Euclidean Division of Polynomials: Theorem and Proof


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    Published on Dec 31, 2020
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    In this video I go over further into Euclidean Division and this time look at the theorem and algorithm for univariate (i.e. single-variable) polynomials. The theorem is very similar to that for integers which I covered in my earlier video, in that both cases require proving that the associated Euclidean Division Algorithm is valid to ultimately prove that the theorem is valid. The main difference between the two algorithms is that for the integer case each step involved adding 1 to the quotient; whereas for the polynomial case we need to apply a special value, s, to ensure that the degree of the remainder keeps decreasing incrementally.

    The Euclidean Theorem for Division of Polynomials is that for any two univariate polynomials a and b, where b is not equal to 0 (to avoid the case of a/0 or dividing by zero) there are associated polynomials q and r called the quotient and remainder, respectively, such that a = bq + r and the degree of r is less than the degree of b. Note also that in case the remainder is 0 and the degree of b is 0, deg(0) is defined as negative. The Division Algorithm involves starting from q = 0 and then applying the theorem formula to obtain r and checking if the degree of r is less than the degree of b. If it is, then we are done. If it is not, then we add a special polynomial s, which I show is such that involves the leading coefficients of both the remainder and the divisor, b, as well as their degrees (or number of their highest power). The selection of s is such that the remainder keeps subtracting by 1 its degree until ultimately it is less than the degree of b. Thus ultimately the algorithm is proved and thus so is the theorem!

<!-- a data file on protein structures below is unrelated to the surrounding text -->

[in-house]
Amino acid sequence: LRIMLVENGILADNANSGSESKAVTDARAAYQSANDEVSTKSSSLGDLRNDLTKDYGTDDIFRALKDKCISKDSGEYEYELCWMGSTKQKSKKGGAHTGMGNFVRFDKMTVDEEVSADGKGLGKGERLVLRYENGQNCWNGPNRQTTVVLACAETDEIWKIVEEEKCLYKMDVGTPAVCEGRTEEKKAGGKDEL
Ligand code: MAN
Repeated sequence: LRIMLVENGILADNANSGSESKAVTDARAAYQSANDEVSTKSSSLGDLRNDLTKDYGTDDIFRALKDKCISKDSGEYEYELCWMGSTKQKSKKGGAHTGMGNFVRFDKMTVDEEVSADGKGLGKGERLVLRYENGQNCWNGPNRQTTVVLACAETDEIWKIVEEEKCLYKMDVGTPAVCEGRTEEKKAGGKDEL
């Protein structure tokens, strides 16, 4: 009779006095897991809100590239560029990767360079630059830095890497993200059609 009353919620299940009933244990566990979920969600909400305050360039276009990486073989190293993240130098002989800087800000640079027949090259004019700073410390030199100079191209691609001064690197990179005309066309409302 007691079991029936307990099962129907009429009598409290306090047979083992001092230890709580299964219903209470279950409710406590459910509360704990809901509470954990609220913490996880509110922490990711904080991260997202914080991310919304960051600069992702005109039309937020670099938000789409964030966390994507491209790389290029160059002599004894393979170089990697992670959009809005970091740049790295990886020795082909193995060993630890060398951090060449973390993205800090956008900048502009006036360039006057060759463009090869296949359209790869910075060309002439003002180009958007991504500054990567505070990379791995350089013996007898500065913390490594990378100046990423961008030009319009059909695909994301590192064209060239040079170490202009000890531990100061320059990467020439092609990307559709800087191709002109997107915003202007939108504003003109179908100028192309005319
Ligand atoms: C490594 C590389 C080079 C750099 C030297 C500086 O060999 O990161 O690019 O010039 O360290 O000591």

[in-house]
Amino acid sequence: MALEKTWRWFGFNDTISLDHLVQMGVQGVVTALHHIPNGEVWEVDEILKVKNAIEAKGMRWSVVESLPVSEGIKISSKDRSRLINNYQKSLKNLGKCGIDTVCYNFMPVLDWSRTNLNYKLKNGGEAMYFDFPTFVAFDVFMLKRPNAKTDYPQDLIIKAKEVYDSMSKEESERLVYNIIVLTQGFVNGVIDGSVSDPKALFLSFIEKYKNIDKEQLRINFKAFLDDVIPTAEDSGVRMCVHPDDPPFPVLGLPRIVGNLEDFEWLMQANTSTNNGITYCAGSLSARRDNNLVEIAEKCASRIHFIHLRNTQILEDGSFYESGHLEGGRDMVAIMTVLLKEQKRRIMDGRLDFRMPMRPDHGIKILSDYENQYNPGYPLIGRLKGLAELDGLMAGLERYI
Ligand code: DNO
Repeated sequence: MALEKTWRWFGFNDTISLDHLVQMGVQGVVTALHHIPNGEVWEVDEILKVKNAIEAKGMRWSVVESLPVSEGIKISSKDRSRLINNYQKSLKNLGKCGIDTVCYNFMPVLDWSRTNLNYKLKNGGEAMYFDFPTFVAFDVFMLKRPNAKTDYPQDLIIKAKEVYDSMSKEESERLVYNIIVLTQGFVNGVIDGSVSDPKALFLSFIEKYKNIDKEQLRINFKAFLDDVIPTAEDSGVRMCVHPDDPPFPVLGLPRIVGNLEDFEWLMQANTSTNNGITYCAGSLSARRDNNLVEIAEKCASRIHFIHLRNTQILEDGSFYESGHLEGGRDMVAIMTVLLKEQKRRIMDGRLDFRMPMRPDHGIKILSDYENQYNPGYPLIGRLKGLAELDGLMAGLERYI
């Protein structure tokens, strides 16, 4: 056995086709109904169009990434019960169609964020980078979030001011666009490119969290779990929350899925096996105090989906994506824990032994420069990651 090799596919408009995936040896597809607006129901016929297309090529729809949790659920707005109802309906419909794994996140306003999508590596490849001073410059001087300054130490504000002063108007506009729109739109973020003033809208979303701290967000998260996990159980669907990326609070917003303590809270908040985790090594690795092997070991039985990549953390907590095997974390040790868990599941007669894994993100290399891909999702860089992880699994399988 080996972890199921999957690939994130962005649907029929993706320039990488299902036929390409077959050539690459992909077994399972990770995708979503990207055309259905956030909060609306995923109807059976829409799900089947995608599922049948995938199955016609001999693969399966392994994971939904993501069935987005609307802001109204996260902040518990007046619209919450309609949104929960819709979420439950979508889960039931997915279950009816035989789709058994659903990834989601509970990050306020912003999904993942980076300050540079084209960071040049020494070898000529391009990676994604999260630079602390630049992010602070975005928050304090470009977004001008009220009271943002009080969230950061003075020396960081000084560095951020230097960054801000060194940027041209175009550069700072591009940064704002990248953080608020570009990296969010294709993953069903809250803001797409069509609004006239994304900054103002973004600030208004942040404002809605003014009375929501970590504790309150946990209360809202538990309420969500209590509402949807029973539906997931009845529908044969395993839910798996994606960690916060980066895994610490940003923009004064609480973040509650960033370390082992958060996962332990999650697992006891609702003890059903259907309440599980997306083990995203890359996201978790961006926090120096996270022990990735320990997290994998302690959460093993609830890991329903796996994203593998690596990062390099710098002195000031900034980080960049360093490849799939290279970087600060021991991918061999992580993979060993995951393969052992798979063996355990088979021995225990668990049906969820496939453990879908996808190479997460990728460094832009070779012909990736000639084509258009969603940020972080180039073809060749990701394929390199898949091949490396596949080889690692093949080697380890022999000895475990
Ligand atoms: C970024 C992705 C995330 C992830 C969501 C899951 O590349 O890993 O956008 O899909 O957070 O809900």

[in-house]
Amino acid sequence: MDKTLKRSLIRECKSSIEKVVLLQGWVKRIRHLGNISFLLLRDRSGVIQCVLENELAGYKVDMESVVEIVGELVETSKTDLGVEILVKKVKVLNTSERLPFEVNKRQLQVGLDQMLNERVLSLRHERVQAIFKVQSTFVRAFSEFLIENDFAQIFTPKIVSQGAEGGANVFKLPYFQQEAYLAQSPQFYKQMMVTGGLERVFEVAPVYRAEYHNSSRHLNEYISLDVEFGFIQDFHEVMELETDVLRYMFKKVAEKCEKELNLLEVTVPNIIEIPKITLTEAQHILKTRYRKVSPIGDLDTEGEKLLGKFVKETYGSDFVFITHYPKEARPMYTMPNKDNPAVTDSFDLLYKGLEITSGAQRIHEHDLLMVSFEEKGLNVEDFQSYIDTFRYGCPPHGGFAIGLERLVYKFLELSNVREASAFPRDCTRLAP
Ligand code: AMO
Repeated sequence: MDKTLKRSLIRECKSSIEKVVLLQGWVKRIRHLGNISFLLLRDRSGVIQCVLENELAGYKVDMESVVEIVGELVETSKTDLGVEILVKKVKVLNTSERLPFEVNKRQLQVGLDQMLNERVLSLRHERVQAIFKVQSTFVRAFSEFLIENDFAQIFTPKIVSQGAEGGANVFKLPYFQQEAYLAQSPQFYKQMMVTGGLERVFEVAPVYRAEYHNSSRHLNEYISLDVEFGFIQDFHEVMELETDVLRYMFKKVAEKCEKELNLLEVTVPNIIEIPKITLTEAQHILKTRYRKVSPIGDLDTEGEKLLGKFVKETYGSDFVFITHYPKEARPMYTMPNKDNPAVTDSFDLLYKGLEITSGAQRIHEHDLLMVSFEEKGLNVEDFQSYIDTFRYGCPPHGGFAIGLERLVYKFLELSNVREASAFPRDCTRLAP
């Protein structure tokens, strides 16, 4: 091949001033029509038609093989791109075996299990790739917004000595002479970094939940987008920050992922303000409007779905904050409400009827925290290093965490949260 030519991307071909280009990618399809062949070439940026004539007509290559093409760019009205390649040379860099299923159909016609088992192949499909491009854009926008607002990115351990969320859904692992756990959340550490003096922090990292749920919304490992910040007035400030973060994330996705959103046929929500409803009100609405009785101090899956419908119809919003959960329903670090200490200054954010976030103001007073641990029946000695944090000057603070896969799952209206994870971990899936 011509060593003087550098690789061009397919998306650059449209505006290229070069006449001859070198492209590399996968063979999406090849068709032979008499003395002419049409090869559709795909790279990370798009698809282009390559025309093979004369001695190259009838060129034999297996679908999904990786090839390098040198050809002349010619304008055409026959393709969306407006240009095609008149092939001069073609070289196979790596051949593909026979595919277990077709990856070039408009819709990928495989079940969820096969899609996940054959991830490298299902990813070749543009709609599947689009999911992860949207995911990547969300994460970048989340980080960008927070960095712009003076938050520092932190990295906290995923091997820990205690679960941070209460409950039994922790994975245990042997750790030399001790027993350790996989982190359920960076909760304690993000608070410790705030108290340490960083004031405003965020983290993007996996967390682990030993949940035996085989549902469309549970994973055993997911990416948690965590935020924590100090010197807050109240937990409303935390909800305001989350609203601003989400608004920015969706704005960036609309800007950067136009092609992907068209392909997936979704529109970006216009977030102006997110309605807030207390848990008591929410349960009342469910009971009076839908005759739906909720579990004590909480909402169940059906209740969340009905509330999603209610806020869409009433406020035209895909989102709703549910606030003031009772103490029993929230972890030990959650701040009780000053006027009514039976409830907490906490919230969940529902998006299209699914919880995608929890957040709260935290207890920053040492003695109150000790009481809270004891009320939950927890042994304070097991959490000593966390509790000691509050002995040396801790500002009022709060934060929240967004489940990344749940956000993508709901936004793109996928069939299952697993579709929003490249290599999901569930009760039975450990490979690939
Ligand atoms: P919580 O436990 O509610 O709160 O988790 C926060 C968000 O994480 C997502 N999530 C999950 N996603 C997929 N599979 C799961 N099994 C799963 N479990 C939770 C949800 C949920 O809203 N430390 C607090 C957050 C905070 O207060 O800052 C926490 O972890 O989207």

The theorem and associated algorithm is the basis for polynomial long division where a/b = q + r/b and can be rearranged so that theorem holds true a = bq + r. This is a truly fascinating concept and make sure to walk-through both the algorithm as well as several examples to make Euclidean Division as clear as possible, so make sure to watch this video!

    Download the notes in my video:!As32ynv0LoaIh4EItHHqj75MMNeJbQ

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    Related Videos:

    Euclidean Division of Integers: Theorem and Proof:
    Types of Numbers: Natural, Integers, Rational, Irrational, and Real Numbers:
    Long Division by Hand - An in depth look:
    Polynomial Long Division - In depth Look on why it works!: .


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